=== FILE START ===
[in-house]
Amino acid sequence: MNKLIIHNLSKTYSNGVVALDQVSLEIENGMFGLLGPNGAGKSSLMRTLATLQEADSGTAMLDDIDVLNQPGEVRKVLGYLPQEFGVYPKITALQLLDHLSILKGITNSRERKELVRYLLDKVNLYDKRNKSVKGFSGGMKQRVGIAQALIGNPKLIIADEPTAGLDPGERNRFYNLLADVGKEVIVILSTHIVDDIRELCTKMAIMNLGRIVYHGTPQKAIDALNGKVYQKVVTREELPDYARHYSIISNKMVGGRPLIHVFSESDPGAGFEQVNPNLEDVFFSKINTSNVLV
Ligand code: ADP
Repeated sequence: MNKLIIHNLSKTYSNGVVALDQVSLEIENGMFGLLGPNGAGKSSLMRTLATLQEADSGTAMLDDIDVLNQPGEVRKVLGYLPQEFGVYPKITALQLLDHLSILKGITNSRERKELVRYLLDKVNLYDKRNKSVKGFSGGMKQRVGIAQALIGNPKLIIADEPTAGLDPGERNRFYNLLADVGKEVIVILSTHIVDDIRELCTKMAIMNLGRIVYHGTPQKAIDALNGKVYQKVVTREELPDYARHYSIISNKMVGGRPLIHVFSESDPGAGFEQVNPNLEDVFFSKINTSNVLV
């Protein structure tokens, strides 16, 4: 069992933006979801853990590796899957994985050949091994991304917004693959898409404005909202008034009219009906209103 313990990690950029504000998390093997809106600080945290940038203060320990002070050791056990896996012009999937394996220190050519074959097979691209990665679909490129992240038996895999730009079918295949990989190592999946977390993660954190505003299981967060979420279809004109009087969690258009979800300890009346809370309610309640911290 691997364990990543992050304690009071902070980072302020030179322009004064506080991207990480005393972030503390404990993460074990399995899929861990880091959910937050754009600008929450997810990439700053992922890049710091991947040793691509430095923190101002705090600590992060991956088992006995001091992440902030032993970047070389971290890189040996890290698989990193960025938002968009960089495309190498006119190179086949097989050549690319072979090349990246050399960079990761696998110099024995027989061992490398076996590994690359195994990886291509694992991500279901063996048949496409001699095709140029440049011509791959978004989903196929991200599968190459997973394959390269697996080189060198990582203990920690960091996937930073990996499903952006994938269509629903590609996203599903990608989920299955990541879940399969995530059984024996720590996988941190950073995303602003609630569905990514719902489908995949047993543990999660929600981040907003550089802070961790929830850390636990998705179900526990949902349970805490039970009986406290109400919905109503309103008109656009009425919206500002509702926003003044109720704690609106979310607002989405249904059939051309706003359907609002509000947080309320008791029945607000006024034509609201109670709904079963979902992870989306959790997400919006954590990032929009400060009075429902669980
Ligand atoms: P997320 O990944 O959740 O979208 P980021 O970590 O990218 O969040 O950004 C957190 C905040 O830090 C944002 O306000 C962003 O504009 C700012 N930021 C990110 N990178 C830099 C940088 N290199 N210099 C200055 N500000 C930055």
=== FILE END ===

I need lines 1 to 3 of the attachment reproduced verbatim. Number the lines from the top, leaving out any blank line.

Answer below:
[in-house]
Amino acid sequence: MNKLIIHNLSKTYSNGVVALDQVSLEIENGMFGLLGPNGAGKSSLMRTLATLQEADSGTAMLDDIDVLNQPGEVRKVLGYLPQEFGVYPKITALQLLDHLSILKGITNSRERKELVRYLLDKVNLYDKRNKSVKGFSGGMKQRVGIAQALIGNPKLIIADEPTAGLDPGERNRFYNLLADVGKEVIVILSTHIVDDIRELCTKMAIMNLGRIVYHGTPQKAIDALNGKVYQKVVTREELPDYARHYSIISNKMVGGRPLIHVFSESDPGAGFEQVNPNLEDVFFSKINTSNVLV
Ligand code: ADP